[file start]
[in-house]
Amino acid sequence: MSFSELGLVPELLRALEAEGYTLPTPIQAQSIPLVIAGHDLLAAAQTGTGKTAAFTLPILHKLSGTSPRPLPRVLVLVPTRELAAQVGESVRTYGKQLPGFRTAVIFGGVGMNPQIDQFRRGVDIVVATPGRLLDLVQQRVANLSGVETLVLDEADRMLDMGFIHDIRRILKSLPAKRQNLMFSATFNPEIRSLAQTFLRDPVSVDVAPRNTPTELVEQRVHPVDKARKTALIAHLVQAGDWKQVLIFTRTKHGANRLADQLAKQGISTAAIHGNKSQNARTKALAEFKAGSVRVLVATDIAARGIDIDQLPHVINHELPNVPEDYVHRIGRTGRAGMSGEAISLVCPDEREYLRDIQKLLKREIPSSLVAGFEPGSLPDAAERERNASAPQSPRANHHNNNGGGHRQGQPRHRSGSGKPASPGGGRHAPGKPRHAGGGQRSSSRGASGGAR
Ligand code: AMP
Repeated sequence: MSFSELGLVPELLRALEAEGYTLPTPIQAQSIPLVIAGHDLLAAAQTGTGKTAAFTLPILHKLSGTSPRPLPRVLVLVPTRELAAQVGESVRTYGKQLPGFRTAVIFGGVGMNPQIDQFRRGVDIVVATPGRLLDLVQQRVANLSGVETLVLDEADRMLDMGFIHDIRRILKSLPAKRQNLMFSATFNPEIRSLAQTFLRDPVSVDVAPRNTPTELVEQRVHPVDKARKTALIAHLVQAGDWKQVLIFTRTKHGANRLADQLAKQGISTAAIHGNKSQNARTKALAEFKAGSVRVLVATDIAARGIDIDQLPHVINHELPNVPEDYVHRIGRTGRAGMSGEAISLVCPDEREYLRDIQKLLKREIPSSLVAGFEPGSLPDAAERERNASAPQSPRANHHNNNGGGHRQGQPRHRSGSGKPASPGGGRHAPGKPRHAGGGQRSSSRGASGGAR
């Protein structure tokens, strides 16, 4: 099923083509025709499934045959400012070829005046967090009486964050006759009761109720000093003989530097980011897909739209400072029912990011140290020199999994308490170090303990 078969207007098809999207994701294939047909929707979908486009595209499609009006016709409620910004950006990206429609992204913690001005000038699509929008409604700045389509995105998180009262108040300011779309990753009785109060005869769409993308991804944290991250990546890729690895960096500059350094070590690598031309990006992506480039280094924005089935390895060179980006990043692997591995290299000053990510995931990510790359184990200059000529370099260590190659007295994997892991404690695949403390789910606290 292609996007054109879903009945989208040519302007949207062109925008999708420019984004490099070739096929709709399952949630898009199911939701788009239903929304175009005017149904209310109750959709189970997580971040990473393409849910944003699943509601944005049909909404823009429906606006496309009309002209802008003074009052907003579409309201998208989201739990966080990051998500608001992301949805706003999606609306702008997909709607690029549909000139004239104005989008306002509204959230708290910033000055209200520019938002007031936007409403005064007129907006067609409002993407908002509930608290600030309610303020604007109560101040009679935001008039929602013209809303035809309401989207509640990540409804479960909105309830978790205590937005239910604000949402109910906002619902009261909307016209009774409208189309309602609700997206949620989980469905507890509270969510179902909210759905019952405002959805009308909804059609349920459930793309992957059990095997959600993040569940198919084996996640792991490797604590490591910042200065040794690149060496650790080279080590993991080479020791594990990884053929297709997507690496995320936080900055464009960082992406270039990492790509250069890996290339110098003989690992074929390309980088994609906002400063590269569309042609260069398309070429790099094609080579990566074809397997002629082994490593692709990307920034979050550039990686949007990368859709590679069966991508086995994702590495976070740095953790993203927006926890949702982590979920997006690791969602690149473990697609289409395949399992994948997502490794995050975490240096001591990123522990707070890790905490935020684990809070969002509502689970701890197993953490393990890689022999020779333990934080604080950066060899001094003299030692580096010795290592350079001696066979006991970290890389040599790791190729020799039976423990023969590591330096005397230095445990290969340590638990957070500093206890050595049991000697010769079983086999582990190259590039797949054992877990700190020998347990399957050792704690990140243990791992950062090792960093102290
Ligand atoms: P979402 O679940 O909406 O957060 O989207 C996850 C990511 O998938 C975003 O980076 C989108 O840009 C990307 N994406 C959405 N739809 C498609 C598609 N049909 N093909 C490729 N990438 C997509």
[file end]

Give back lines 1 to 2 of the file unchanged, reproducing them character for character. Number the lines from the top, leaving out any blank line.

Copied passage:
[in-house]
Amino acid sequence: MSFSELGLVPELLRALEAEGYTLPTPIQAQSIPLVIAGHDLLAAAQTGTGKTAAFTLPILHKLSGTSPRPLPRVLVLVPTRELAAQVGESVRTYGKQLPGFRTAVIFGGVGMNPQIDQFRRGVDIVVATPGRLLDLVQQRVANLSGVETLVLDEADRMLDMGFIHDIRRILKSLPAKRQNLMFSATFNPEIRSLAQTFLRDPVSVDVAPRNTPTELVEQRVHPVDKARKTALIAHLVQAGDWKQVLIFTRTKHGANRLADQLAKQGISTAAIHGNKSQNARTKALAEFKAGSVRVLVATDIAARGIDIDQLPHVINHELPNVPEDYVHRIGRTGRAGMSGEAISLVCPDEREYLRDIQKLLKREIPSSLVAGFEPGSLPDAAERERNASAPQSPRANHHNNNGGGHRQGQPRHRSGSGKPASPGGGRHAPGKPRHAGGGQRSSSRGASGGAR